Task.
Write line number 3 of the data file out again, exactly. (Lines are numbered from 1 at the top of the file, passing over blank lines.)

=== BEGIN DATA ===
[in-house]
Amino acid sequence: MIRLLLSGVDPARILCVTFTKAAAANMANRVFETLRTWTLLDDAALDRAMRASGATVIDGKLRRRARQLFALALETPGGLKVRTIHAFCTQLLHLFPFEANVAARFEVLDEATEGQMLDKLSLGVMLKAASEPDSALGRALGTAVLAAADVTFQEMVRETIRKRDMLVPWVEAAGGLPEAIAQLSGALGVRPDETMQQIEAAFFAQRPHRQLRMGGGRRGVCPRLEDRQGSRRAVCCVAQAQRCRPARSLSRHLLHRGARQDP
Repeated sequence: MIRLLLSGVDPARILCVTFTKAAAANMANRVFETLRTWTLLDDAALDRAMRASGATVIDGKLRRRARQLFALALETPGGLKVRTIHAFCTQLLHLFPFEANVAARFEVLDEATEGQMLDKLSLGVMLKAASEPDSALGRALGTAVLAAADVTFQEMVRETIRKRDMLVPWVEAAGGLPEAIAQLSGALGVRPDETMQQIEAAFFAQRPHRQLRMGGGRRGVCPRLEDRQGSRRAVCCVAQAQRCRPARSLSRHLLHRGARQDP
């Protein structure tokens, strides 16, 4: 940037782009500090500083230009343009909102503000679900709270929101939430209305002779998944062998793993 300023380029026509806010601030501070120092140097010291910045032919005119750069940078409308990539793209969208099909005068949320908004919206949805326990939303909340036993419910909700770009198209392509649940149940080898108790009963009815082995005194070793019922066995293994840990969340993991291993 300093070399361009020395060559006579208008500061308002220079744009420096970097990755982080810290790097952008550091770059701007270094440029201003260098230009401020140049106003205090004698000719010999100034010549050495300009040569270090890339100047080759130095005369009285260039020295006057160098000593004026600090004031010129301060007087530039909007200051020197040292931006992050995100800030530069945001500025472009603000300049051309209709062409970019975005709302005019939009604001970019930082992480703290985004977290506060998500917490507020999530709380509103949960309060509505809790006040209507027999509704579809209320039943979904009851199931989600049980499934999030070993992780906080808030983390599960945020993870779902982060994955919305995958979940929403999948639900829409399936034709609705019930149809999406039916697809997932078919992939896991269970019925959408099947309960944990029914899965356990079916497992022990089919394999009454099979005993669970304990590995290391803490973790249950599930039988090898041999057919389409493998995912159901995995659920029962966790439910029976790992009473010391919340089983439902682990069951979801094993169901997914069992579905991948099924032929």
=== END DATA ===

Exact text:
Repeated sequence: MIRLLLSGVDPARILCVTFTKAAAANMANRVFETLRTWTLLDDAALDRAMRASGATVIDGKLRRRARQLFALALETPGGLKVRTIHAFCTQLLHLFPFEANVAARFEVLDEATEGQMLDKLSLGVMLKAASEPDSALGRALGTAVLAAADVTFQEMVRETIRKRDMLVPWVEAAGGLPEAIAQLSGALGVRPDETMQQIEAAFFAQRPHRQLRMGGGRRGVCPRLEDRQGSRRAVCCVAQAQRCRPARSLSRHLLHRGARQDP